June 20, 2012 at 6:04 pm #74442Hello, Bethlem Myopathy
Hello all, I have just started using TalkMD as I feel very isolated. My daughter who is 8 has Bethlem Myopathy, I am struggling to meet others with the same disability to share information. I am also hoping for advice as no one seems to be able to help. The issue I have just now is we stay in a 3 bedroom house but the bedrooms and the bathrooms are upstairs. My daughter is not allowed to walk up and down the stairs, she now has to crawl up the stairs on her hands and knees and when she is coming down she has to go down on her bottom. She is now sore. I am and have been on the council list for a year and still no joy would be happy for any suggestions xxx gailJune 20, 2012 at 7:52 pm #85725Re: Hello, Bethlem Myopathy
Welcome to the forum.
Sorry you are having such a difficult time at the moment.
Bethlem is indeed a rare form of Neuro-muscular disease. We have a couple of people with
that phenotype but they might not be accessing the forum at the exact time we want. One
I vaguely recall was later reclassified with some other form.
We have had some posts recently about housing problems and people railing against the current
system with so many people with different competing priorities chasing a reducing pool
There are a network of Regional MD advisors who are experts in all aspects of muscle disease. The
list is on the main MDC site if you click the logo at the top of the page.
"Even if you are not paranoid, it does not mean they are not out to get you!".taungfoxParticipantPosts: 4,630Joined: 27/09/2010June 20, 2012 at 9:37 pm #85726Re: Hello, Bethlem Myopathy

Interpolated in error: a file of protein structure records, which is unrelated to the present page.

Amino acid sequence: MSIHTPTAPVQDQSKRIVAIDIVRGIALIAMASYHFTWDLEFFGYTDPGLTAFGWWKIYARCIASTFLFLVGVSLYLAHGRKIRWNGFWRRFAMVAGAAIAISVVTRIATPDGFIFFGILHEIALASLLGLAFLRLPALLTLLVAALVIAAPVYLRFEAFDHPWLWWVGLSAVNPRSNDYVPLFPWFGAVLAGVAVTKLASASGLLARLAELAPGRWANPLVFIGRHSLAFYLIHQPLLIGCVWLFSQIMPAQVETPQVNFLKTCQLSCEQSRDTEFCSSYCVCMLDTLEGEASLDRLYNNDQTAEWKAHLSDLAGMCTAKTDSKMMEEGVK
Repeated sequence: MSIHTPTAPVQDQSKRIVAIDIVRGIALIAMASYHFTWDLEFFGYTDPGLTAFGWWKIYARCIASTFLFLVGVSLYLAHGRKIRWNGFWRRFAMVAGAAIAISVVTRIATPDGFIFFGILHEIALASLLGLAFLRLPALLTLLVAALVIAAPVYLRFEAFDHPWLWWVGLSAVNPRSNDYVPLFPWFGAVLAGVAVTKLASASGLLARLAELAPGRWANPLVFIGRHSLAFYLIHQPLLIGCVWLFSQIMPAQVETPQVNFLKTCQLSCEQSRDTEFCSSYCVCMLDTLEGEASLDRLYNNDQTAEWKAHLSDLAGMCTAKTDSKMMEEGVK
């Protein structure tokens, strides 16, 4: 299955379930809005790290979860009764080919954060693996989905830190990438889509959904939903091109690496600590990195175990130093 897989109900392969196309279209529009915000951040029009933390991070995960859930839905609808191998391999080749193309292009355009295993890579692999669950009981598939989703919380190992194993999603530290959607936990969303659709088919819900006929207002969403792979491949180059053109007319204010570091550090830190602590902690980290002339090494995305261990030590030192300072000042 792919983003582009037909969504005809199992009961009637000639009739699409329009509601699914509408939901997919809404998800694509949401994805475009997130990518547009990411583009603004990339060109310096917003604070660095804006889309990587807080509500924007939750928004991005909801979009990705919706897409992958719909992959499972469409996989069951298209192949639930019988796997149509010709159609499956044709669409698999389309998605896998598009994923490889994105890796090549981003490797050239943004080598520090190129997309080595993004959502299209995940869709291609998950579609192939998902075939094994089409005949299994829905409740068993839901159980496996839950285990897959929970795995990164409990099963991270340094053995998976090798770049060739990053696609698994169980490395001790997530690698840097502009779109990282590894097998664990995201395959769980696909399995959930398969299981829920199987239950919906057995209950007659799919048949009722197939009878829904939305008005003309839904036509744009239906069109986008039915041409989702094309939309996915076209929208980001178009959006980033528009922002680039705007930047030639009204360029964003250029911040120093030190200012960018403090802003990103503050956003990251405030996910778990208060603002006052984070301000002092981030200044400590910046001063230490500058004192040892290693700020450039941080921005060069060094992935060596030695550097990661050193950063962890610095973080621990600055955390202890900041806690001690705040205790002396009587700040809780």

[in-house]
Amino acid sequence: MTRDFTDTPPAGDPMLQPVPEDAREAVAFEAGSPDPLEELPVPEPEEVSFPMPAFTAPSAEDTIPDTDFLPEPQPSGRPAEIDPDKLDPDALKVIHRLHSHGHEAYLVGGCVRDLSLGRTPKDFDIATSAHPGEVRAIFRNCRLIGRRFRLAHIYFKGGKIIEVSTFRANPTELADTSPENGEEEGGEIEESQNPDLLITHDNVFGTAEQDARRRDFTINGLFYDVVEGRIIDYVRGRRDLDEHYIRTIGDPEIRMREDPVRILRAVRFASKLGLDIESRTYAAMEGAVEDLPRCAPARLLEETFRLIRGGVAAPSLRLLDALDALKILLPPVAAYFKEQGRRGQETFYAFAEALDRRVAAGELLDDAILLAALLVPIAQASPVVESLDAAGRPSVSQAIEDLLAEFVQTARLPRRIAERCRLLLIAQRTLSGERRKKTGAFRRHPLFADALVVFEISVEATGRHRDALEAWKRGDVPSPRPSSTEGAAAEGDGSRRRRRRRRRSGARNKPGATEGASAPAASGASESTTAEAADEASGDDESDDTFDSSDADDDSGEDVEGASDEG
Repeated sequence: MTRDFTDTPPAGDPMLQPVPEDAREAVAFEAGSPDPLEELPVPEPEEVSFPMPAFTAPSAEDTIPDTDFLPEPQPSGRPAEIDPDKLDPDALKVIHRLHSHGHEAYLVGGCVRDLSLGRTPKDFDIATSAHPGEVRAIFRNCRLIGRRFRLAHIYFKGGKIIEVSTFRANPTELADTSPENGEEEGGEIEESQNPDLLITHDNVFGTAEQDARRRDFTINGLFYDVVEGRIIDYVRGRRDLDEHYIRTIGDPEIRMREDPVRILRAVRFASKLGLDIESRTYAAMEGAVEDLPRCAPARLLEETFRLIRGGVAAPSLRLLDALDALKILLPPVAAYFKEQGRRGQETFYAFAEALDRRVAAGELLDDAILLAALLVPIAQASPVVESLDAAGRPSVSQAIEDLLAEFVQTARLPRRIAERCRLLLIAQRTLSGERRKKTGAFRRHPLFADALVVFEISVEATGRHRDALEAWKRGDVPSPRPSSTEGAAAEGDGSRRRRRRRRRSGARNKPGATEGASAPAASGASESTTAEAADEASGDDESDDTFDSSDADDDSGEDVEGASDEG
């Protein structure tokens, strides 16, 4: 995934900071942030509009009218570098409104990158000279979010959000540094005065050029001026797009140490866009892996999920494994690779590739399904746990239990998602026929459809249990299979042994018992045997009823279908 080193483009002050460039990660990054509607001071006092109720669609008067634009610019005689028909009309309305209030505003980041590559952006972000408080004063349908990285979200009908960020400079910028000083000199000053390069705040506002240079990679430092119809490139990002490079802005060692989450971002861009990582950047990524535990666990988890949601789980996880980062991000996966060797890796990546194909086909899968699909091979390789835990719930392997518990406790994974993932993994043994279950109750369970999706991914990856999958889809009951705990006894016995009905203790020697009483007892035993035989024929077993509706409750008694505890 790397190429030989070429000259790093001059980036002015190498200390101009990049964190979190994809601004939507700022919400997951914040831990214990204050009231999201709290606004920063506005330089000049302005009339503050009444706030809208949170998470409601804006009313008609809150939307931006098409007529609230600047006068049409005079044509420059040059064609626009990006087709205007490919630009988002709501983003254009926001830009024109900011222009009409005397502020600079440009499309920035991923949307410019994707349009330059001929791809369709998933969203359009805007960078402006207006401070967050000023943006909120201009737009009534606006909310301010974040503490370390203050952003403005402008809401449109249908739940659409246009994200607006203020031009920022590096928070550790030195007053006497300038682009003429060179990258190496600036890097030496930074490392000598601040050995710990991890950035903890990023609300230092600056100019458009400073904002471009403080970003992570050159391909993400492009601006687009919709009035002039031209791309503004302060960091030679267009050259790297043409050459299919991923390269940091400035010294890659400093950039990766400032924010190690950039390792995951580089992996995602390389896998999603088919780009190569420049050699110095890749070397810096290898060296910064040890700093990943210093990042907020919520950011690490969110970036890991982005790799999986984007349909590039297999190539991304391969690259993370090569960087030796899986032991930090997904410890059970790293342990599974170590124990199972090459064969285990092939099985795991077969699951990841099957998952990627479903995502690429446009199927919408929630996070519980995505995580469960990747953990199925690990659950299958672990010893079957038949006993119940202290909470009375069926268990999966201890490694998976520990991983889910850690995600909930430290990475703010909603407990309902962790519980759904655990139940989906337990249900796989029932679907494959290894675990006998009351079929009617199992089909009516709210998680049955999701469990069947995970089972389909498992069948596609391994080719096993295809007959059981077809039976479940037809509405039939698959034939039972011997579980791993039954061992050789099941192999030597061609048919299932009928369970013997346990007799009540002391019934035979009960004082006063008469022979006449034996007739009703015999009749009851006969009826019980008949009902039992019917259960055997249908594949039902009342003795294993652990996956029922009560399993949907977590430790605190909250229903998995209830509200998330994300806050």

Hi Gail and welcome to TalkMD.
I have a probable Ulrich CMD which is on the same spectrum as Bethlem but at the more severe end. I am in touch with a lot of people with UCMD/BM and their families through a yahoo group which I can let you have the details or I could ask about UK members – most are US families but there are some UK.
As Taungfox said, regional advisers are a good place to get practical info and support. Ask away on here as well if you have any questions, between all our members there is a lot of experience right here on the forum.
A learning experience is one of those things that say, “You know that thing you just did? Don’t do that.” - Douglas AdamsJune 21, 2012 at 4:18 pm #85729Re: Hello, Bethlem Myopathy
Zoe’s socialworker is as much use as a chocolate teapot :!:
ask your gp to refer you to an occupational therapist either nhs or council. plague your GP every week to write letters of support . it is really bad for zoes tail bone to be bashed going downstairs.
"""""""What doesn't kill you makes you stronger""""""CatModeratorPosts: 1,002Joined: 20/09/2010June 21, 2012 at 10:35 pm #85730Re: Hello, Bethlem Myopathy
thanks catatude, we have OT and they are being a great help, I have also decided to ask for a new social worker waiting on a response from the. Also phoned the council and they said it is just waiting on the right house for Zoe’s needs.December 6, 2013 at 6:29 pm #85732Re: Hello, Bethlem Myopathy
thanks catatude, we have OT and they are being a great help, I have also decided to ask for a new social worker waiting on a response from the. Also phoned the council and they said it is just waiting on the right house for Zoe’s needs.
Hello Zoesmum this is Granny PatpatmccaffertyParticipantPosts: 1Joined: 17/04/2013January 6, 2014 at 8:37 pm #85735Re: Hello, Bethlem Myopathy
Hi. Thanks for the welcome. I’m at a real loss at the moment. My three year old is bright and very loveable but he gets tired so quickly and his behaviour becomes manic. He attends pre school but he has a new teacher who can see that he gets through the day playing with the other children and doesn’t encourage him to rest. She says that he does fine and that if I hadn’t have told her that he had a problem she would never have known. On one hand this is great but on the other it’s me that has to deal with it when he’s exhausted at 4pm, too tired to function properly. He throws himself around, gets aggressive and just flops to the floor switching manically between laughing hysterically and bursting into floods of tears.
Does this sound familiar to anyone? xxxJanuary 12, 2014 at 1:12 pm #85736Re: Hello, Bethlem Myopathy
Hi there, I was just browsing this forum and thought I would register to share my experience as hopefully it may help people who have children with Bethlem Myopathy.